Test Cover Image of:  Tendencies


Series: Series Q
Edited by: Michèle Aina Barale, Jonathan Goldberg and Michael Moon
Tendencies brings together for the first time the essays that have made Eve Kosofsky Sedgwick "the soft-spoken queen of gay studies" (Rolling Stone). Combining poetry, wit, polemic, and dazzling scholarship with memorial and autobiography, these essays have set new standards of passion and truthfulness for current theoretical writing. The essays range from Diderot, Oscar Wilde, and Henry James to queer kids and twelve-step programs; from "Jane Austen and the Masturbating Girl" to a performance piece on Divine written with Michael Moon; from political correctness and the poetics of spanking to the experience of breast cancer in a world ravaged and reshaped by AIDS. What unites Tendencies is a vision of a new queer politics and thought that, however demanding and dangerous, can also be intent, inclusive, writerly, physical, and sometimes giddily fun.

Author Information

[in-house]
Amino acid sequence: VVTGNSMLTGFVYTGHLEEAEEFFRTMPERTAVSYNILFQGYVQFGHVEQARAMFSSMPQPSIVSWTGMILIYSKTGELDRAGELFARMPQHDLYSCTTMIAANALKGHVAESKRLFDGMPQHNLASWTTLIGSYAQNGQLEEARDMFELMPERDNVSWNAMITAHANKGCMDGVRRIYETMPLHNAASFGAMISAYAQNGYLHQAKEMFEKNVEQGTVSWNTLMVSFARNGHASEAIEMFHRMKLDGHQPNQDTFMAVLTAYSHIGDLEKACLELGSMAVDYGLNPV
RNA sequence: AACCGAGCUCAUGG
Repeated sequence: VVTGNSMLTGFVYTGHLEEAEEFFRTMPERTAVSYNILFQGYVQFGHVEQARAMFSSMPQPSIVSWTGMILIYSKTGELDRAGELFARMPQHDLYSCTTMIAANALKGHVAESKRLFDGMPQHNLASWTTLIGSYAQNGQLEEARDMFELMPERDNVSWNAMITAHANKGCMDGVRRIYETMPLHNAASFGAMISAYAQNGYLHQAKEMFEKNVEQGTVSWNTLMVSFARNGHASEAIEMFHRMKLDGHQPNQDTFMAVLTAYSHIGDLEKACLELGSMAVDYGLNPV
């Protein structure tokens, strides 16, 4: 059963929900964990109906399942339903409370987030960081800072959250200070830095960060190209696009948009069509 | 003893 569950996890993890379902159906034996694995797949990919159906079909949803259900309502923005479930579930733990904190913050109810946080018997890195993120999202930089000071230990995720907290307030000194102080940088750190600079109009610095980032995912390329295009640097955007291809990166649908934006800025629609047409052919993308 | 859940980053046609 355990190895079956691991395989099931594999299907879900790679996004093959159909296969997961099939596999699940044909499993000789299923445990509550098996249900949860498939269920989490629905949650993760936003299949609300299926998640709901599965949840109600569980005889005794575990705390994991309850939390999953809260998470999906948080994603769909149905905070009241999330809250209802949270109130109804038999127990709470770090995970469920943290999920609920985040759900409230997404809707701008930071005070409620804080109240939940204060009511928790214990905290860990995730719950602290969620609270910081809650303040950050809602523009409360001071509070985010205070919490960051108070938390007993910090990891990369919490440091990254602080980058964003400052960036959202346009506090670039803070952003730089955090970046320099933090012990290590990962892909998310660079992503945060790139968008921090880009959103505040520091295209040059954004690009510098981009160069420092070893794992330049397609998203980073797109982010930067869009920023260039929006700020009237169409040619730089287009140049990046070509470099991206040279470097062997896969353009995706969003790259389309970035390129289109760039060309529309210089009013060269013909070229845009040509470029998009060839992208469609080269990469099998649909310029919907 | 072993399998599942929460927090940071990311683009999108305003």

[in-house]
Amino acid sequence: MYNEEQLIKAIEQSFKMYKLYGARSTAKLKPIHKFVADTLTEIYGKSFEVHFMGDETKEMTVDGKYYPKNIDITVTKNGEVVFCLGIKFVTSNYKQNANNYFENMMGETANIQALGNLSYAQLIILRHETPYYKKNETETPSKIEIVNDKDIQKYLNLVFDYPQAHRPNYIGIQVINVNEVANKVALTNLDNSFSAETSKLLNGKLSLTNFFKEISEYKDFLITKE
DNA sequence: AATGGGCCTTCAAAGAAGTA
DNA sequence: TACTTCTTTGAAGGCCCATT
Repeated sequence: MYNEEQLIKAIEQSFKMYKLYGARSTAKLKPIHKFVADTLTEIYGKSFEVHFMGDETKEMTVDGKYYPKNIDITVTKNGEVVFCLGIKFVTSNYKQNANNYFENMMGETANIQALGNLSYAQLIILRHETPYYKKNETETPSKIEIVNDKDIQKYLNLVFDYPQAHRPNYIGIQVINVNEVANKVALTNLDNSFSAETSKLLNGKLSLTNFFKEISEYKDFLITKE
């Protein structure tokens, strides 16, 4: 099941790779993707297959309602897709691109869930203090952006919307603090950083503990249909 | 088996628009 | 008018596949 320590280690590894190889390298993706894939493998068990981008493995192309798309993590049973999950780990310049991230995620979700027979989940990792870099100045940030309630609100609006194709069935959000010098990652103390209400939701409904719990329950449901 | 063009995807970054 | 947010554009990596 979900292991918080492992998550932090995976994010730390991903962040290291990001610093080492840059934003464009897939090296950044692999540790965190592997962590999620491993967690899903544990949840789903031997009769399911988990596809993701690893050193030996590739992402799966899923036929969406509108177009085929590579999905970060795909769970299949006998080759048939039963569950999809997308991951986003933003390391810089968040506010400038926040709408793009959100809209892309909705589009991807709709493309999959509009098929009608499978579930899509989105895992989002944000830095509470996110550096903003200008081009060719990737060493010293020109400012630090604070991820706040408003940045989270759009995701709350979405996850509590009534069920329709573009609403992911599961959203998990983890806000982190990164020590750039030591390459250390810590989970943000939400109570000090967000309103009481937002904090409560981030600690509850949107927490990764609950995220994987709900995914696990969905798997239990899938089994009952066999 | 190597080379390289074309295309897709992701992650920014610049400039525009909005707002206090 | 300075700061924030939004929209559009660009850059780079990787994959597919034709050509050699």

Eve Kosofsky Sedgwick is Distinguished Professor of English, CUNY Graduate Center. Her many publications include A Dialogue On Love (Beacon, 1999); Fat Art/Thin Art (Duke, 1994); Tendencies (Duke, 1993); and Epistemology of the Closet (California, 1990).


"Because of the polymorphousness of its disciplinary perversity, Tendencies, taken together with Sedgwick's two previous books, virtually defines the new field of queer studies. The opulent availability of an embodied self who also happens to be a brilliant reader marks Sedgwick's effort throughout this volume. It is also what allows one the tutelary space for taking, not only pleasure from her work, but courage from her example."—James Creech, author of Closet Writing/Gay Reading

"Eve Kosofsky Sedgwick is deservedly recognised as the primum mobile of lesbian & gay studies. Yet her real achievement lies not so much in the creation of a new academic discipline, as in the profound implications her work carries for the rest of the academy, and the wider world beyond. For she assigns an absolutely fundamental, constitutive role to homophobia in the construction of Modernity, and its myriad institutions, discourses, pleasures, and pains. Tendencies provides a marvelously exhilarating excursion across the range of her interests and involvements. . . . She is the most consistently intelligent, courageous, perceptive, daring and sensible critic currently writing in the United States. I strongly recommend panic-buying."—Simon Watney, author of Policing Desire

Audience: General/trade;